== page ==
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6.3 Magnitude Earthquake In Veracruz Hits Mexico's Gulf Coast

FILE - This Aug. 23, 2011 file photo shows office workers gathering on the sidewalk in downtown Washington after a 5.9 magnitude tremor shook the nation's capitol. The earthquake centered northwest of Richmond, Va., shook much of Washington, D.C., and was felt as far north as Rhode Island and New York City. A new federal earthquake risk map dials up the shaking hazard just a bit for about half of the United States and lowers it for nearly a quarter of the nation. The U.S. Geologic Survey updated Thursday its national seismic hazard maps for the first time since 2008, taking into account research from the devastating 2011 earthquake and tsunami off the Japanese coast and the surprise 2011 Virginia temblor. (AP Photo/J. Scott Applewhite, File)

FILE - This Aug. 23, 2011 file photo shows office workers gathering on the sidewalk in downtown Washington after a 5.9 magnitude tremor shook the nation's capitol. The earthquake centered northwest of Richmond, Va., shook much of Washington, D.C., and was felt as far north as Rhode Island and New York City. A new federal earthquake risk map dials up the shaking hazard just a bit for about half of the United States and lowers it for nearly a quarter of the nation. The U.S. Geologic Survey updated Thursday its national seismic hazard maps for the first time since 2008, taking into account research from the devastating 2011 earthquake and tsunami off the Japanese coast and the surprise 2011 Virginia temblor. (AP Photo/J. Scott Applewhite, File)  (AP)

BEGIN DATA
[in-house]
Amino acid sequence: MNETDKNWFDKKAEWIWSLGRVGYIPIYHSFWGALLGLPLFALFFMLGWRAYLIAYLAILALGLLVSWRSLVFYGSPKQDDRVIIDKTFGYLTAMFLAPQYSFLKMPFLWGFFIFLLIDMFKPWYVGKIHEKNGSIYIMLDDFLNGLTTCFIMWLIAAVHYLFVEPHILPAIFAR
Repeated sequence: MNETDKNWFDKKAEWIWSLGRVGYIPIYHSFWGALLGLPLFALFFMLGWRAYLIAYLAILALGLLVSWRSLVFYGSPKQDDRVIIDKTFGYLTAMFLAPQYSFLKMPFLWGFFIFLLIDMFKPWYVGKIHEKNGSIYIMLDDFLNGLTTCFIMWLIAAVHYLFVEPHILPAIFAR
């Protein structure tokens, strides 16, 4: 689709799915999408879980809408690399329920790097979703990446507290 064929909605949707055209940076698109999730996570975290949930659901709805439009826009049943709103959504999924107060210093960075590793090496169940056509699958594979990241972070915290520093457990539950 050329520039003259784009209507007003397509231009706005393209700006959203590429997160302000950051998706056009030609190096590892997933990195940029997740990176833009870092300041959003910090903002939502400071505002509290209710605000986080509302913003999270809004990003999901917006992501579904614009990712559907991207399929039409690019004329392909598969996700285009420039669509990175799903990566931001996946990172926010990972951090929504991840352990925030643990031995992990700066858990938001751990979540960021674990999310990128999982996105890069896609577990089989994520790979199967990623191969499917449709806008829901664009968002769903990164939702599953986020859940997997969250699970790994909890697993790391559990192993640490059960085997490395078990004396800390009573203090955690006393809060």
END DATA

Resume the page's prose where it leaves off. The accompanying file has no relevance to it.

A strong earthquake shook much of eastern Mexico on Tuesday, but there were no reports of damage or injury.

The U.S. Geological Survey said the magnitude-6.3 quake was centered in the Gulf coast state of Veracruz, about 260 miles (418 kilometers) east-southeast of Mexico City. The epicenter was 59 miles (95 kilometers) below the surface.

"These types of earthquakes are short and very fast," National Civil Protection Coordinator Luis Felipe Puente told the Televisa network, adding that the quake was deep. "Thanks to that, it basically didn't affect any construction."

The 5:46 a.m. (6:46 a.m. EDT; 1046 GMT) quake was felt strongly in the Gulf port city of Veracruz, where frightened people ran into the streets, and hotels in the tourist zone were evacuated. It rocked buildings at least as far away as Mexico City.

The state of Veracruz is home to a major nuclear power plant, Laguna Verde, and some of Mexico's key petroleum facilities. State civil protection officials said preliminary checks found no damage to any of those installations.

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